Yamaha Motor Company Limited, Japan

Yamaha Motor Company Limited, Japan

Yamaha Motor Company Limited Japan


July 1, 1955

Iwata, Shizuoka, Japan


Yamaha Motor Company Limited is a Japanese producer of motorcycles, marine products such as boats and outboard motors, and other motorized products. The company was set up in 1955 when get separated from Yamaha Corporation. The company conducts development, production and marketing operations through 109 consolidated subsidiaries as of 2012. In 1955, Yamaha Motor began production of its first product, the YA-1. Yamaha products includes motorcycles, scooters, motorized bicycles, boats, sailboats, personal watercraft, swimming pools, utility boats, fishing boats, outboard motors, 4-wheel ATVs, recreational off-road vehicles, go-kart engines, golf carts, multi-purpose engines, electrical generators, water pumps, snowmobiles, small snow throwers, automobile engines, surface mounters, intelligent machinery, industrial-use unmanned helicopters, electrical power units for wheelchairs and helmets.



The Beginning :

The motorcycle division of Yamaha Corporation was found in the 1955 as Yamaha Motor Company. Yamaha launched its first initial product, a 125cc two-cycle, single cylinder motorcycle, the YA-1, which was a copy of the German DKW RT125. The YA-1 was a competitive success at racing from the beginning, winning not only the 125cc class in the Mt. Fuji Ascent, but also sweeping the podium with first, second and third place in the All Japan Autobike Endurance Road Race that same year. Early success in racing set the tone for Yamaha, as competition in many varieties of motorcycle racing has been a key endeavor of the company throughout its history, often fueled by a strong rivalry with Honda and other Japanese manufacturers. In 1956, Yamaha began competing internationally when they entered the Catalina Grand Prix, again with the YA-1, at which they placed sixth. The YD-1 of 1957 was a 250cc two-stroke twin cylinder motorcycle, resembling the YA-2, but with a larger and more powerful motor.


In The 1960s :

By 1963, Yamaha placed first victory in international competition, at the Belgium GP, it is just because the dedication of Yamaha to both the two-stroke engine and racing. In 1964, Yamaha set up the first of its international subsidiaries in this period beginning with Thailand. In 1965, 305cc two-stroke twin was released with the flagship of the company's lineup. It featured a separate oil supply which directly injected oil into the gasoline prior to combustion. In 1967 a new larger displacement model was added to the range, the 350cc two stroke twin R-1. In 1968 Yamaha launched their first four-stroke motorcycle, the XS-1. he Yamaha XS-1 was a 650cc four-stroke twin, a larger and more powerful machine that equaled the displacement and performance of the popular British bikes of the era, such as the Triumph Bonneville and BSA Gold Star.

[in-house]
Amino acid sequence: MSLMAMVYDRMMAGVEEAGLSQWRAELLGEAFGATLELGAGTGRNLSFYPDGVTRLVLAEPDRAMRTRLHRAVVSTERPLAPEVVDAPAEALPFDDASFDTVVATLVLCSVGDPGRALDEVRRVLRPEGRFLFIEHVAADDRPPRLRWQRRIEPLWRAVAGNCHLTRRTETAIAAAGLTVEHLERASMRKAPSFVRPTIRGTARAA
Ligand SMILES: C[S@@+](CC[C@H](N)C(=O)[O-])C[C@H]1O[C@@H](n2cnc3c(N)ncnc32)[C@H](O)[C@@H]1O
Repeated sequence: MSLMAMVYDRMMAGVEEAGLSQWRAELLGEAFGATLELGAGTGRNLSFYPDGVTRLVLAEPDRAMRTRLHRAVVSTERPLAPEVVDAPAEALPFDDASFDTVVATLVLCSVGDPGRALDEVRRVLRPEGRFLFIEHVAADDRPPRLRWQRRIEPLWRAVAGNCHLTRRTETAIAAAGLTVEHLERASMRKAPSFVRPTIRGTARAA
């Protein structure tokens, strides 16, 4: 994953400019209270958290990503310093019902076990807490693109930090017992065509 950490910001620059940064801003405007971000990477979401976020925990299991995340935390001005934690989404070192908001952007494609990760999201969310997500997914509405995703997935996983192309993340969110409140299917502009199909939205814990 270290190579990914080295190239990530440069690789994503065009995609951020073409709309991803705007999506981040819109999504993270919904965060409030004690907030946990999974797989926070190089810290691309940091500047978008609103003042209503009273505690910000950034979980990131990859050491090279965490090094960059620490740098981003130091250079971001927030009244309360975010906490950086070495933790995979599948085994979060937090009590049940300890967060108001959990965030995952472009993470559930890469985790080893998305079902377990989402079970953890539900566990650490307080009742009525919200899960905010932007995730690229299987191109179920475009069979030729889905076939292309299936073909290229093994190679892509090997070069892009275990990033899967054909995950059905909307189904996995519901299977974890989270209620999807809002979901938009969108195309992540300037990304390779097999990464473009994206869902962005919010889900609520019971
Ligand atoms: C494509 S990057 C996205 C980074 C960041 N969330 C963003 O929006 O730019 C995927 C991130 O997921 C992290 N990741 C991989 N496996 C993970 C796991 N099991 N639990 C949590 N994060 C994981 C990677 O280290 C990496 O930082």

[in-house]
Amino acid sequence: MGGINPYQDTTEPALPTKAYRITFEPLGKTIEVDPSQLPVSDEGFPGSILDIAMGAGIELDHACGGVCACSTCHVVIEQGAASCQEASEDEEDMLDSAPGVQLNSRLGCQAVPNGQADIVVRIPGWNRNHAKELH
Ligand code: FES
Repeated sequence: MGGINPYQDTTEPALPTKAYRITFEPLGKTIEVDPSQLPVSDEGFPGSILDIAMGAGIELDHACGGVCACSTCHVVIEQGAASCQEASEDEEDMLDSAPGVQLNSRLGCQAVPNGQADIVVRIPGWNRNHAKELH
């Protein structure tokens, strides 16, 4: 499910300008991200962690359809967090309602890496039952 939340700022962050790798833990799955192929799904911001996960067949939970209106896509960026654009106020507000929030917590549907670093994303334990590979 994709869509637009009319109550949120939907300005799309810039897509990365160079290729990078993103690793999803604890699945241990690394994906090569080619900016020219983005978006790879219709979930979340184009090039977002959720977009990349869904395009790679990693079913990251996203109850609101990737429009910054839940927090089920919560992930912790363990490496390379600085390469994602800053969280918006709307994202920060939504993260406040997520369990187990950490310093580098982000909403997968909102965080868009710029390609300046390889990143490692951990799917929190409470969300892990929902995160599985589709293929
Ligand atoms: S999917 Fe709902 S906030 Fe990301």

In The 1970s :

Not until 1976 would Yamaha answer the other Japanese brands with a multi-cylinder four stroke of their own. The XS-750, a 750cc triple cylinder machine with shaft final drive was introduced almost seven years after Honda's breakthrough bike. In 1978, Yamaha introduced first four-cylinder model, the XS-1100. Despite being heavier and more touring oriented than its rivals it produced an impressive string of victories in endurance racing. In 1970s Yamaha also showed the first dedicated off-road bikes for off-road racing and recreation. Yamaha was an early innovator in dirt-bike technology, and introduced the first single-shock rear suspension, the trademarked "Monoshock" of 1973. In 1974, the production of Yamaha YZ-250 started. Yamaha continued racing throughout the 1960s and 1970s with increasing success in several formats. The decade of the 1970s was capped by the XT500 winning the first Paris-Dakar Rally in 1979.


The 1980s :

The combination of consumer preference and environmental regulation made four strokes increasingly popular by the 1980s. In 1977, Suzuki ended production of their GT two stroke series, including the flagship water-cooled two-stroke 750cc GT-750. Yamaha bucked this trend and continued to refine and sell two-strokes for the street into the 1980s. The RZ-250 of 1980 was the progenitor of this series. The RZ-350, the largest displacement model, was a popular hot-rod bike of the 1980s and continued to be sold in some countries into the early 1990s. In 1981, the XV750 was featured an air-cooled V-twin four stroke engine and cruiser styling, and was one of the first Japanese cruiser style motorcycles. The RZV500 was one of the first "repli-racers", a near copy of Kenny Roberts competition GP bike, it featured a liquid-cooled two-stroke motor of 500cc displacement in a V4 configuration, along with a perimeter frame and full fairing. In 1985, the most popular and practical high-performance model for the street was introduced, was named as the FZ750.


The 1990s :

In 1995, Yamaha announced the creation of Star Motorcycles, a new brand name for its cruiser series of motorcycles in the American market. In other markets, Star motorcycles are still sold under the Yamaha brand. In 1998, Yamaha introduced the 1000cc four cylinder road bike called the YZF 'R1'. This model introduced a new style of gearbox design which shortened the overall length of the motor/gearbox case, to allow a more compact unit.



The 2000s :

In 2007, Yamaha established the Philippine operations and distributes Yamaha motorcycles under the corporate name of Yamaha Motor Philippines, Inc., one of more than 20 worldwide subsidiaries operating on all continents.


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